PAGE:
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When Standard Brands Company, owner of Curtiss Candy Company, was acquired by Nabisco in 1981, they realized they had somehow lost the original recipes for the Baby Ruth and Butterfinger candy bars. No one at the old Curtiss factory remembered how to make the candy bars, and Nabisco had to develop new recipes that customers would accept.

Nabisco introduced Oreo cookies in 1912 to compete with Hydrox Biscuit Bonbons.

Nabisco produced 16 billion Oreo cookies in 1995 at its factory in Chicago, Illinois, the largest of its kind in the world.

The Lorna Doone shortbread cookie was introduced in 1912. No one, even at Nabisco, is quite sure of exactly how the name was chosen.  All that can be said is that R.D. Blackmore, a British novelist, was the author of a popular book titled 'Lorna Doone,' the lead character, Lorna Doone of course, was of Scottish heritage, and shortbread was considered Scottish. Hence, a shortbread cookie named Lorna Doone.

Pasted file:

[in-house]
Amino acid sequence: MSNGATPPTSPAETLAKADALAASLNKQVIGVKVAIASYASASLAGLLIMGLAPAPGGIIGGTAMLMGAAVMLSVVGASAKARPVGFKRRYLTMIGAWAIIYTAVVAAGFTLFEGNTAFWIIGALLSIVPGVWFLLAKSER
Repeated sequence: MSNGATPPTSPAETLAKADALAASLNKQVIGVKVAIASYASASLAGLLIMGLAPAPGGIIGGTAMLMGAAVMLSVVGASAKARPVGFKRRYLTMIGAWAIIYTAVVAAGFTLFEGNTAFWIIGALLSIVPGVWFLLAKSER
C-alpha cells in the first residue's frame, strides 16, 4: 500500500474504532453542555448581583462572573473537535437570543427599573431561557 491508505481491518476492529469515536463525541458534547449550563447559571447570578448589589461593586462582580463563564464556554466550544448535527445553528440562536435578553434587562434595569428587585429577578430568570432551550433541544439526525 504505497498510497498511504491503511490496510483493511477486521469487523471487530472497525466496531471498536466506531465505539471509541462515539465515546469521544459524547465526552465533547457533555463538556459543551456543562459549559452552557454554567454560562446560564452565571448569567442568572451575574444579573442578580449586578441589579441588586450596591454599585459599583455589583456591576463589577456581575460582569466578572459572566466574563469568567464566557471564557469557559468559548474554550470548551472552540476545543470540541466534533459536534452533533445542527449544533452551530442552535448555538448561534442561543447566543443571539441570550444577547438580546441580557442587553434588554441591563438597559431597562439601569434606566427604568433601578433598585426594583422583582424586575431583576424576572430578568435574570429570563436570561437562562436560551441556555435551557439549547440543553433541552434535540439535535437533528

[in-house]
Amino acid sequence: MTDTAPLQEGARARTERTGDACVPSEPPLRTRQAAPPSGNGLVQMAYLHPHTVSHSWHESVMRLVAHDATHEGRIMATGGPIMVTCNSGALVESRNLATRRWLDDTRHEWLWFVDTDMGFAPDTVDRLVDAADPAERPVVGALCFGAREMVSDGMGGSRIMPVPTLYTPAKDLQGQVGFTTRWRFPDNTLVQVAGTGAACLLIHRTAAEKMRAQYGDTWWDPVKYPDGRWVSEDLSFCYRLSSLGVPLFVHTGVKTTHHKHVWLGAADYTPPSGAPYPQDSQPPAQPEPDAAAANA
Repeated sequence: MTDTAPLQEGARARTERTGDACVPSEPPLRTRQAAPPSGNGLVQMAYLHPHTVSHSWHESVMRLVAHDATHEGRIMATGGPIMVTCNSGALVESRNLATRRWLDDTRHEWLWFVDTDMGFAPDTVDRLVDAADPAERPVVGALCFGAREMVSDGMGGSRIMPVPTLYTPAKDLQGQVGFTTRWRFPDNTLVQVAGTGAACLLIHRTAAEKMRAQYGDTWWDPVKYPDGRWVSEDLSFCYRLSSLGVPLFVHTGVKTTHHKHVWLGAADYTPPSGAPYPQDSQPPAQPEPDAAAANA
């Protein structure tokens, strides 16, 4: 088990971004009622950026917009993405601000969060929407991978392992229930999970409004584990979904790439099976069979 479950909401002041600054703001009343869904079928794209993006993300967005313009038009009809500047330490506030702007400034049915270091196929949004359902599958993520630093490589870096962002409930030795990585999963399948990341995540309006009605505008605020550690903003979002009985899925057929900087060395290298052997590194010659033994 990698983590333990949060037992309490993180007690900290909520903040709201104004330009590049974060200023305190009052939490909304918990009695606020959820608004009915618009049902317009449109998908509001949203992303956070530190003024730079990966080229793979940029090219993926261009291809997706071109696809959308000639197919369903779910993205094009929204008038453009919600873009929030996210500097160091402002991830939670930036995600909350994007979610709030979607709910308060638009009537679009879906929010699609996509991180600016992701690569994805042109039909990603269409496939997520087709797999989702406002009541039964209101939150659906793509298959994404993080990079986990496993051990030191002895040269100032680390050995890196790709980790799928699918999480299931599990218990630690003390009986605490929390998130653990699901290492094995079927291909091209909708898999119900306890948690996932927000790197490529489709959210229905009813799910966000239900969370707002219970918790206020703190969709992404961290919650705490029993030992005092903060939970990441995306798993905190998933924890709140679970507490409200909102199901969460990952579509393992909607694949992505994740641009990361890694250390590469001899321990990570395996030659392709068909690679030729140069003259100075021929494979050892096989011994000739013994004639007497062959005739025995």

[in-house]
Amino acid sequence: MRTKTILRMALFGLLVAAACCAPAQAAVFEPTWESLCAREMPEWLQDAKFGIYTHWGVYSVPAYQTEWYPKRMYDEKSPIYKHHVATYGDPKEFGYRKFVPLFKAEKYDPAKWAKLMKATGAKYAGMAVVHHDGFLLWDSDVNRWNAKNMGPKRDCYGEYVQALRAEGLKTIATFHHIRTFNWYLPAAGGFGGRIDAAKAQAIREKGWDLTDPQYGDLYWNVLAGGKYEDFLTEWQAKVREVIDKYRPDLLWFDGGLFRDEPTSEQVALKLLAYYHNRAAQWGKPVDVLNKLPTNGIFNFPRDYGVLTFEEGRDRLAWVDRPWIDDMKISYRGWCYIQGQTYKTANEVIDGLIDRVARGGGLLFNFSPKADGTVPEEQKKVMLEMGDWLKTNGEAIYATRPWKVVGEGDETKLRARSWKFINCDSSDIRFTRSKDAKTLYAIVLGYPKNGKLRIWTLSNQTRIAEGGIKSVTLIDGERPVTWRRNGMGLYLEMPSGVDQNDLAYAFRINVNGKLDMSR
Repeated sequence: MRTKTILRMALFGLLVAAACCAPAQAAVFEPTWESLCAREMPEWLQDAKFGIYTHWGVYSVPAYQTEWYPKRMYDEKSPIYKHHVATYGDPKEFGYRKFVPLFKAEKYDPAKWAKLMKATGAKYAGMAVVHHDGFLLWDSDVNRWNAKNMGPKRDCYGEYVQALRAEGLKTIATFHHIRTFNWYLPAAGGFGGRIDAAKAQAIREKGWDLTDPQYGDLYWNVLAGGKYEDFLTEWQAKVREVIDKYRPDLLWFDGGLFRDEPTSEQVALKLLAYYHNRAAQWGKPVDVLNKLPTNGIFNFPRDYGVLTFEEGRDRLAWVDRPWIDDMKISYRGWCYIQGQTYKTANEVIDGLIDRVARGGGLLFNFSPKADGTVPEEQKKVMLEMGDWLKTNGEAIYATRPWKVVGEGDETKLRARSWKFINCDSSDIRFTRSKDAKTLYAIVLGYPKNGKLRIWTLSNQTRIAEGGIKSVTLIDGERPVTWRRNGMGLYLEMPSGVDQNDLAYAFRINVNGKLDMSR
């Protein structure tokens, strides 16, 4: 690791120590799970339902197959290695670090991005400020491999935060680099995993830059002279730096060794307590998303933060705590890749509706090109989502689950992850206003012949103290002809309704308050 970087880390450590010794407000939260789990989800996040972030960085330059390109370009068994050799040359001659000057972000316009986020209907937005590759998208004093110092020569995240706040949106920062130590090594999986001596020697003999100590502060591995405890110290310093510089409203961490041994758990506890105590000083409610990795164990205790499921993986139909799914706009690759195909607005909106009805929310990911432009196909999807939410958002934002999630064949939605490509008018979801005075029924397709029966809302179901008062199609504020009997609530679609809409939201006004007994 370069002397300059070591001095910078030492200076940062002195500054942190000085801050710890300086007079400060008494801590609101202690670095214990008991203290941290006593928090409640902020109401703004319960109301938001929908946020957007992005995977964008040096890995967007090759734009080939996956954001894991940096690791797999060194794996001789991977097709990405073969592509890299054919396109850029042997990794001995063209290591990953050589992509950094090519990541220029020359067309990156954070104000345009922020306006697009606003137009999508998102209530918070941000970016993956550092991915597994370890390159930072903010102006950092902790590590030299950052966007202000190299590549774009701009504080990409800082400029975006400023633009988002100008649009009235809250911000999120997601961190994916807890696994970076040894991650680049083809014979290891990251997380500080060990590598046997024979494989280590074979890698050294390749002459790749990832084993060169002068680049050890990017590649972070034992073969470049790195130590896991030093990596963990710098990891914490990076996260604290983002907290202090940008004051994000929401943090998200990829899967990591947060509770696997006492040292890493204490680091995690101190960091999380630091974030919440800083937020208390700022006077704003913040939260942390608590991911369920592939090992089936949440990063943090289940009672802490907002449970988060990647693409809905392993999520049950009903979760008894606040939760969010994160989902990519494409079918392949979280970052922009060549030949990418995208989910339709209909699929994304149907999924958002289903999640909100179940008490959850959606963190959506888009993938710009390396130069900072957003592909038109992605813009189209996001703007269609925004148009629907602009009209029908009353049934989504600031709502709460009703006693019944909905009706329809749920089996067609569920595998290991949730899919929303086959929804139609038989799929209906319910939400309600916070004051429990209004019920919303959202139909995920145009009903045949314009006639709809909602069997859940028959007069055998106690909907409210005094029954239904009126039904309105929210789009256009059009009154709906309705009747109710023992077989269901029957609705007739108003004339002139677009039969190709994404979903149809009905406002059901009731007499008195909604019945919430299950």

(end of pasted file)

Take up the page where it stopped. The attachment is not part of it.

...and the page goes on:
Origin of ‘Fig Newtons’
According to Nabisco: Fig Newtons were named after either Sir Isaac Newton or the town of Newton, Massachussettes.
They were one of the first commercially baked products in America.

The following alternate story is from an article in the St. Petersburg Times, 1998:
"The man who originated the Fig Newton, Charles Roser put his cookie recipe to work in his factory in Kenton, Ohio, and sold out to Nabisco in 1910, says Ray Arsenault, in St. Petersburg and the Florida Dream."



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